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MFU in DC

The MFU delegation attended Montana Coffee with the Montana delegation. Back row: Senator Jon Tester, Alan Merrill, Kody Cator, Serena Cator, Ben Peterson, Justin Loch, Colter DeVries, Will Downs; Front row: Lyndsay Bruno, Alice Miller, James Van Spyk, Representative Greg Gianforte, Violet Green, Phillip Prewett and Senator Steve Daines. Photo courtesy of Montana Farmers Union.

Members of the Montana Farmers Union (MFU) joined nearly 400 other National Farmers Union members from around the nation in Washington, D.C., for the organization’s annual fly-in held the first part of September. With the goal of discussing policy, nine Montana agriculturalists arrived on Capitol Hill to advocate for their industry.

Once arriving in D.C., MFU members sat down with industry policy makers at the USDA building to hear briefings. The great line up of presenters included Under Secretary for Marketing and Regulatory Programs Gregory Ibach and Under Secretary for Trade and Foreign Affairs, Ted McKinney. Representatives from USDA’s National Institute of Food and Agriculture, Risk Management Agency and Farm Service Agency also offered insight and updates for attendees.

The next day of the fly-in took MFU members to Capitol Hill for face-to-face meetings with Senators Jon Tester and Steve Daines, as well as Congressman Greg Gianforte.

“We went to talk about the current farm economy and trade,” stated Will Downs, a MFU member and dryland farmer from Molt. Downs has participated in three fly-ins.

Trade wars have been affecting U.S. ag producers greatly and the current farm economy is not a favorable one. Downs noticed, while networking with National Farmers Union members from around the county, no state has been spared. States with a predominate dairy industry in particular voiced their woes with the current state of American agriculture.

Another major talking point for the trip was the consolidation of major ag companies, an issue that legislatures where keen to listen to. Downs explained that lawmakers seemed to understand that increased ag company mergers have led to a tightening in ag markets and they were eager to discuss possible solutions.

While on the trip, members presented Tester with the Golden Triangle Award from the National Farmers Union for his dedication to agriculture. Daines was also recognized for the hard work he has done advocating for Montana ag families as he was given the Friends of Farmers Union Award.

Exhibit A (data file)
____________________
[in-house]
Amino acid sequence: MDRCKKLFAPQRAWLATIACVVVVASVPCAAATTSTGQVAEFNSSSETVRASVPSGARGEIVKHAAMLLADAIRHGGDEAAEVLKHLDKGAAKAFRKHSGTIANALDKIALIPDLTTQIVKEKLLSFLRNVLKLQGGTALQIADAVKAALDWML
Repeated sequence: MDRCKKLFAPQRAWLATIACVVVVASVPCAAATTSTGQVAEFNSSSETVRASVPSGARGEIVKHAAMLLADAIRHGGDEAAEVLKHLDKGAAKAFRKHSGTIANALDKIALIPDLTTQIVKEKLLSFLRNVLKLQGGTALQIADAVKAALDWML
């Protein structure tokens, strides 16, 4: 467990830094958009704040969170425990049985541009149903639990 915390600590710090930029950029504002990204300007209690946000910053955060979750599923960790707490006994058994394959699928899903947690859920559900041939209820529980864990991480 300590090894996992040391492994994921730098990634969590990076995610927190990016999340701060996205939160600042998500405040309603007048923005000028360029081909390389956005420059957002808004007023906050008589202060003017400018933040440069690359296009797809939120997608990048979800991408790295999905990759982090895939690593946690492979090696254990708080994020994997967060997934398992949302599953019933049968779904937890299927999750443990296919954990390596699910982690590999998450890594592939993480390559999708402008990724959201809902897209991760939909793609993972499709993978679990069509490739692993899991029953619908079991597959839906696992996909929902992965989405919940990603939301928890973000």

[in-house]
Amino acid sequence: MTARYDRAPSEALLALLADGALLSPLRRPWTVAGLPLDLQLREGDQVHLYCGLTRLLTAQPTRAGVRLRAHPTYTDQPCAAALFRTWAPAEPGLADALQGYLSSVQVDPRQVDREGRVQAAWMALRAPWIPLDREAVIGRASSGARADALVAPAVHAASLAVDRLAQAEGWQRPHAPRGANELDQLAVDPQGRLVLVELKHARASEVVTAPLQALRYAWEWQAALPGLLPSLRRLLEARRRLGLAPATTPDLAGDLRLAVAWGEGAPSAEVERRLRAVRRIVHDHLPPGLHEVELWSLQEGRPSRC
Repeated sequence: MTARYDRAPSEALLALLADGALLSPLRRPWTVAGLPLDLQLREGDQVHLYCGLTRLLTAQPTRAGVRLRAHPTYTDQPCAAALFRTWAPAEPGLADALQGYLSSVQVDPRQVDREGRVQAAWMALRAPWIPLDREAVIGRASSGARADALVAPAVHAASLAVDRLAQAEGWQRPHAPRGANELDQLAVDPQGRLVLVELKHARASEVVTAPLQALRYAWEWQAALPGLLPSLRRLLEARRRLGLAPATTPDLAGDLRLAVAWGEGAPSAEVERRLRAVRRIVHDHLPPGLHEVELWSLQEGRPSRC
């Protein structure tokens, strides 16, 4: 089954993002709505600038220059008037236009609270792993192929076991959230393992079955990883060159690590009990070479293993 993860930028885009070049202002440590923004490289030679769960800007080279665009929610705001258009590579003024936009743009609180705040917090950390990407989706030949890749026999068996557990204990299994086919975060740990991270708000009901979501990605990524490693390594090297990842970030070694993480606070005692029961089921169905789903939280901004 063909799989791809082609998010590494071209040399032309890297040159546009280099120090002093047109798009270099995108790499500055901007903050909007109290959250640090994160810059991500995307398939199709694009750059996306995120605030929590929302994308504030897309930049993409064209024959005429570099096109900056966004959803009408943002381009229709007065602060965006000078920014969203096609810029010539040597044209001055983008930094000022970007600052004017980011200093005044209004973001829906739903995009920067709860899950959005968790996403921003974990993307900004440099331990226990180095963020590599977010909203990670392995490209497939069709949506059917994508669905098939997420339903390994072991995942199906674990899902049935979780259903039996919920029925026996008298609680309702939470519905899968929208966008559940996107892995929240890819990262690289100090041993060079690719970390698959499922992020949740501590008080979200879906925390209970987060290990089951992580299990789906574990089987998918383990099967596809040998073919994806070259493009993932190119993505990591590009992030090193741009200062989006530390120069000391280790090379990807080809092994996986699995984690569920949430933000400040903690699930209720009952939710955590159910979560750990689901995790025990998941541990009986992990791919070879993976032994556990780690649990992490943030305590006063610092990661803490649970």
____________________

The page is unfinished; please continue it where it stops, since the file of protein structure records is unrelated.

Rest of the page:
Attending the fly-in for the first time was Park City High School sophomore, Phillip Prewett, who went as a youth delegate. The first-generation agriculturalist jumped in on trade talks with policy makers, but also discussed the importance of youth in agriculture.

“I was there as a youth representative trying to push for my fellow agriculturalists in the future,” Prewett expressed.

Some youth his age may have found it intimidating to sit down and talk with our nation’s leaders, but Prewett took it all in stride. He admitted it was a little nerve wracking at first, but after taking a deep breath, Prewett represented MFU and youth in agriculture with poise.

The trip was educational as well as eye-opening for the young diversified producer. As an active member of both 4-H and FFA, Prewett always envisioned himself pursuing a life in production agriculture, but after experiencing the lawmaking process first hand, he is now contemplating a life in politics.

“This trip impacted my life greatly,” Prewett said.

Both Prewett and Downs emphasized how important it is for agriculturalists to be involved in grassroot organizations. In a time when misinformation is flooding the media, it is vital for industry members to step forward and educate others about agriculture and the impact politics has on markets. Prewett pointed out it may be hard to believe, but agriculturalists are living in a time where one tariff may be all it takes to tip a small family farm over the edge.

The National Farmers Union has had a long history of advocating for family farms and affording youth opportunities in agriculture. Prewett and Downs may represent the young side of the farming spectrum, but what they lack in age, they make up for in passion and drive to make the industry better.

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